(5) Dietary antioxidant vitamins, retinol, and breast cancer incidence in a cohort of Swedish women by Michels KB, Holmberg L, Bergkvist L, Ljung H, Bruce A, Wolk A.(PubMed)
(6) Vitamins C and E, retinol, beta-carotene and dietary fibre in relation to breast cancer risk: a prospective cohort study. by Verhoeven DT, Assen N, Goldbohm RA, Dorant E, van 't Veer P, Sturmans F, Hermus RJ, van den Brandt PA.(PubMed).
(7) Effect of high-dose intravenous vitamin C on inflammation in cancer patients by Mikirova N, Casciari J, Rogers A, Taylor P.(PubMed)
(8) Skin toxicity from external beam radiation therapy in breast cancer patients: protective effects of Resveratrol, Lycopene, Vitamin C and anthocianin (Ixor®) by Di Franco R, Calvanese M, Murino P, Manzo R, Guida C, Di Gennaro D, Anania C, Ravo V.(PubMed)
(9) Antioxidant-mediated up-regulation of OGG1 via NRF2 induction is associated with inhibition of oxidative DNA damage in estrogen-induced breast cancer by Singh B, Chatterjee A, Ronghe AM, Bhat NK, Bhat HK(PubMed).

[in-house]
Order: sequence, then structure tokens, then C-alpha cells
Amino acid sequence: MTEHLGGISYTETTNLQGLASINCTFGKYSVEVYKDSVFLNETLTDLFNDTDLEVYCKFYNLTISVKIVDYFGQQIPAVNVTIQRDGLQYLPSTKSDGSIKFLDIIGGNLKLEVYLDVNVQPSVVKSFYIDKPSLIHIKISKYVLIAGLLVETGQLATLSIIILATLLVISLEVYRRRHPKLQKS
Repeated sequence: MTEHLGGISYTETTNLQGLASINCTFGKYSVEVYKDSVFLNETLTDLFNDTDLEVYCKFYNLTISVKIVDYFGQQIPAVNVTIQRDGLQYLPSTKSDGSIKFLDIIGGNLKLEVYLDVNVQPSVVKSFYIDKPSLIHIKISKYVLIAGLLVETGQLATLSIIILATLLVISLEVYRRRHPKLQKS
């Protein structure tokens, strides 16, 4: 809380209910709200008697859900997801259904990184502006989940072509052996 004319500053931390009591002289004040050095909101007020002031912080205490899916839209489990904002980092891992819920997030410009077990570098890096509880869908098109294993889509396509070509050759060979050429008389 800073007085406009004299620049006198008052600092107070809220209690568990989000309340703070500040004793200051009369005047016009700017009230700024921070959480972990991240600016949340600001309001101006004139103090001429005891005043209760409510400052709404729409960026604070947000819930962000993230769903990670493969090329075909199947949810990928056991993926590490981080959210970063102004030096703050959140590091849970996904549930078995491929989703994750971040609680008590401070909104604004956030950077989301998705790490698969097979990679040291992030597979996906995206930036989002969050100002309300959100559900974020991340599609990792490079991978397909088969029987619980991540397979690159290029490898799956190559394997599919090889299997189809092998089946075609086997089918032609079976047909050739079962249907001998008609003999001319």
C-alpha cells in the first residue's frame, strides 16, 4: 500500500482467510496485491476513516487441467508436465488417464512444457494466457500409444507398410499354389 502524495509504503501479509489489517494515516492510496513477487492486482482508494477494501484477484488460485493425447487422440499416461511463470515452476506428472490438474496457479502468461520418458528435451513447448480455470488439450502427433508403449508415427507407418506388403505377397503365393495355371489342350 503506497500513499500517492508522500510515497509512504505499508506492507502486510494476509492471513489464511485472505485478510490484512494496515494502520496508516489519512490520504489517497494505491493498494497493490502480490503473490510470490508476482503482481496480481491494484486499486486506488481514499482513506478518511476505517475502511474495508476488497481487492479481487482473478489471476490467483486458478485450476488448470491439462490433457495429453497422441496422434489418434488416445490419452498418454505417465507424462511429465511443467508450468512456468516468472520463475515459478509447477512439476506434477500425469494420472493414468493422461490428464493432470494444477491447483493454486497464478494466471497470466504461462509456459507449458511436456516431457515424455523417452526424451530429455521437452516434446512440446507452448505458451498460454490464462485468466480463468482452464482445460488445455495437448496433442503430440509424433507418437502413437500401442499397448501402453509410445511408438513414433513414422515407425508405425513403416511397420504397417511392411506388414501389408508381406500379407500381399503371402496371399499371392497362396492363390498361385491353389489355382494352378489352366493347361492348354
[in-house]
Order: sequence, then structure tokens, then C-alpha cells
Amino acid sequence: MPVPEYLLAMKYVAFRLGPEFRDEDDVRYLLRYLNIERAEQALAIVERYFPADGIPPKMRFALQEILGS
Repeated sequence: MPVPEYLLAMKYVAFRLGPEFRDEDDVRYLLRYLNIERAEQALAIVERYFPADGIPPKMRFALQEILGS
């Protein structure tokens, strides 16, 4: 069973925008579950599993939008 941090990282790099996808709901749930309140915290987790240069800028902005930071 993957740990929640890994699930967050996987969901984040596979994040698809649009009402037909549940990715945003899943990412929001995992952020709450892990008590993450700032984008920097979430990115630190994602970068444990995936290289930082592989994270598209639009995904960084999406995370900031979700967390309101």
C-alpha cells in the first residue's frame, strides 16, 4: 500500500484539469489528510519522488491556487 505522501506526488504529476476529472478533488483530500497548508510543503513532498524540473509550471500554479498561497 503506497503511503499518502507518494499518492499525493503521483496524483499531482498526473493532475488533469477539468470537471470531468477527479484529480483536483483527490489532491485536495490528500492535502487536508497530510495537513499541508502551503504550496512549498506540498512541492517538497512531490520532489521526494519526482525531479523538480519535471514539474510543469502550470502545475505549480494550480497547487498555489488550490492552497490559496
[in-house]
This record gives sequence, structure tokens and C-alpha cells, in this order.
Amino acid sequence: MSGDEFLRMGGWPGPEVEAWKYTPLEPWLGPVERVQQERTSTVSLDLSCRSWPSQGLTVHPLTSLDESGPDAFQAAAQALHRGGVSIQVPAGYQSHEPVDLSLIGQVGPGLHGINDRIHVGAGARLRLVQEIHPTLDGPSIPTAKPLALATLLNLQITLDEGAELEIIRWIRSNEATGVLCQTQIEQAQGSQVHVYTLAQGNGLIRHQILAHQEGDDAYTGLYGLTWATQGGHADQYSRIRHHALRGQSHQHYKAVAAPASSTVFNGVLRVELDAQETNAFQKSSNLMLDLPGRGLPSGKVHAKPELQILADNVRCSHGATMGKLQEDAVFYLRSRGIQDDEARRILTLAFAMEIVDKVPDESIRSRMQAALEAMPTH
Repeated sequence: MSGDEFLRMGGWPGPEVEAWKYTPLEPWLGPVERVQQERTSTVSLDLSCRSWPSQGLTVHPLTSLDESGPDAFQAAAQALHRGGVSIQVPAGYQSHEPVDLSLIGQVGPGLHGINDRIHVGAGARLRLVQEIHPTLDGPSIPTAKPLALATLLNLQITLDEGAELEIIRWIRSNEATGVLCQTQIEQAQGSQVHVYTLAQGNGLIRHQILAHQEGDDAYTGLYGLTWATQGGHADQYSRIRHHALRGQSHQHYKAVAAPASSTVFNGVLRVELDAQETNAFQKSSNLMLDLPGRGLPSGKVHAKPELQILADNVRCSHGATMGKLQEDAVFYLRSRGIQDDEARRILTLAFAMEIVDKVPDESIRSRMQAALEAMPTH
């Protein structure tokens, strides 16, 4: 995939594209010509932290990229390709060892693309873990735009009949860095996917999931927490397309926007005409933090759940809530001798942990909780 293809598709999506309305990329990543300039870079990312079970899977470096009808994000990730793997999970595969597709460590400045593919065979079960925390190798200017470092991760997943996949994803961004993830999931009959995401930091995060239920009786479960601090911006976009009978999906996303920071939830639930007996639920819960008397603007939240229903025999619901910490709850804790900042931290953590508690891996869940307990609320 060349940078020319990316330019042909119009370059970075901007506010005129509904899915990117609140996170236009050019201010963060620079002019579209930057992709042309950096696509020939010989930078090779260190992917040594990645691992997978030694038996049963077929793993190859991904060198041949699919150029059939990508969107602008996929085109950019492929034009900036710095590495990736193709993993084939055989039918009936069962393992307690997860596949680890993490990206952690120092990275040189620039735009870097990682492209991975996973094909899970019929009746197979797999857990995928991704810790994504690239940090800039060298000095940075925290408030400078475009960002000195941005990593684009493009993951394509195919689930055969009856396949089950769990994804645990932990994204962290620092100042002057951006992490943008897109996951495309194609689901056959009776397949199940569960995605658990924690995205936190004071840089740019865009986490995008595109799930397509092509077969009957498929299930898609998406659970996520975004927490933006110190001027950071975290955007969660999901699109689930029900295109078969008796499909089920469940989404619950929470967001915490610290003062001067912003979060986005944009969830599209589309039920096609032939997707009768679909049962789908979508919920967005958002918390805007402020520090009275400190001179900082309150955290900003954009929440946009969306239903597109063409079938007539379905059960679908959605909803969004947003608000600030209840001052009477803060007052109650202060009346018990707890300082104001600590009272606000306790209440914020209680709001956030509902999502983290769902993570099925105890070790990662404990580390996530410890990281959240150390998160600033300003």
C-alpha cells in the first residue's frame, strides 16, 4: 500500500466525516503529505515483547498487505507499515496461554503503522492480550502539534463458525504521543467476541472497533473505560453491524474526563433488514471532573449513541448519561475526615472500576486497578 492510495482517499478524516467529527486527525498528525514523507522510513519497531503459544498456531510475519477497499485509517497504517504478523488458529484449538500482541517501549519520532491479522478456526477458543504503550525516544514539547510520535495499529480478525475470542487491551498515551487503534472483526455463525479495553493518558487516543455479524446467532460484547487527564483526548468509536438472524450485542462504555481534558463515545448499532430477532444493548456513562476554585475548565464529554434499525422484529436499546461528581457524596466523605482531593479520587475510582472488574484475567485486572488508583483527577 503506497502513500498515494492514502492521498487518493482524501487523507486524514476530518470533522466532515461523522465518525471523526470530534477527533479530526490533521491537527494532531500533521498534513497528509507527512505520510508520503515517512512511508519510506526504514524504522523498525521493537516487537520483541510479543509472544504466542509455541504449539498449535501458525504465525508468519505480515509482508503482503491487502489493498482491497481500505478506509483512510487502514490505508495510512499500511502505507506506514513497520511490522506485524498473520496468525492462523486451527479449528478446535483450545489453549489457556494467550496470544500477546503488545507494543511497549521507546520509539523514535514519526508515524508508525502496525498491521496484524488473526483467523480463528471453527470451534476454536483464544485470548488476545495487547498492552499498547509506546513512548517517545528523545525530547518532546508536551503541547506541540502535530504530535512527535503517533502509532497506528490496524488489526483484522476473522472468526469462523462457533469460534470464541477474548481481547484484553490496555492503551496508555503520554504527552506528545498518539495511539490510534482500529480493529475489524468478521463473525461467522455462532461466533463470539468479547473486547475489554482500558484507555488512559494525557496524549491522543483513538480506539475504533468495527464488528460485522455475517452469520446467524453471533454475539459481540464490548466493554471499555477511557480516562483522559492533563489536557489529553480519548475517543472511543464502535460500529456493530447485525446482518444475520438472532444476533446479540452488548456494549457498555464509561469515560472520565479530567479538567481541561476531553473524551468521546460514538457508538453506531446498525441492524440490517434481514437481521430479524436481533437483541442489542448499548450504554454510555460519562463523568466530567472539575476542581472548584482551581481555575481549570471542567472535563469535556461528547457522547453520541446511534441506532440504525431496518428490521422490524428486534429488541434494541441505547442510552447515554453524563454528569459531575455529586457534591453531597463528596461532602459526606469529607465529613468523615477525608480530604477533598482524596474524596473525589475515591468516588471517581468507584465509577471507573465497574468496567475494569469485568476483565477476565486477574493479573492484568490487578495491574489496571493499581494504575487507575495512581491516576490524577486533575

(10) Superoxide dismutase 3 is induced by antioxidants, inhibits oxidative DNA damage and is associated with inhibition of estrogen-induced breast cancer by Singh B, Bhat HK.(PubMed)
(11) MicroRNA-93 regulates NRF2 expression and is associated with breast carcinogenesis by Singh B, Ronghe AM, Chatterjee A, Bhat NK, Bhat HK.(PubMed)
(12) Ascorbate supplementation inhibits growth and metastasis of B16FO melanoma and 4T1 breast cancer cells in vitamin C-deficient mice by Cha J, Roomi MW, Ivanov V, Kalinovsky T, Niedzwiecki A, Rath M.(PubMed)
(13) SVCT-2 in breast cancer acts as an indicator for L-ascorbate treatment by Hong SW, Lee SH, Moon JH, Hwang JJ, Kim DE, Ko E, Kim HS, Cho IJ, Kang JS, Kim DJ, Kim JE, Shin JS, Jung DJ, Jeong YJ, Cho BJ, Kim TW, Lee JS, Kang JS, Hwang YI, Noh DY, Jin DH, Lee WJ.(PubMed)
(14) L-ascorbic acid (vitamin C) induces the apoptosis of B16 murine melanoma cells via a caspase-8-independent pathway by Kang JS, Cho D, Kim YI, Hahm E, Yang Y, Kim D, Hur D, Park H, Bang S, Hwang YI, Lee WJ.(PubMed)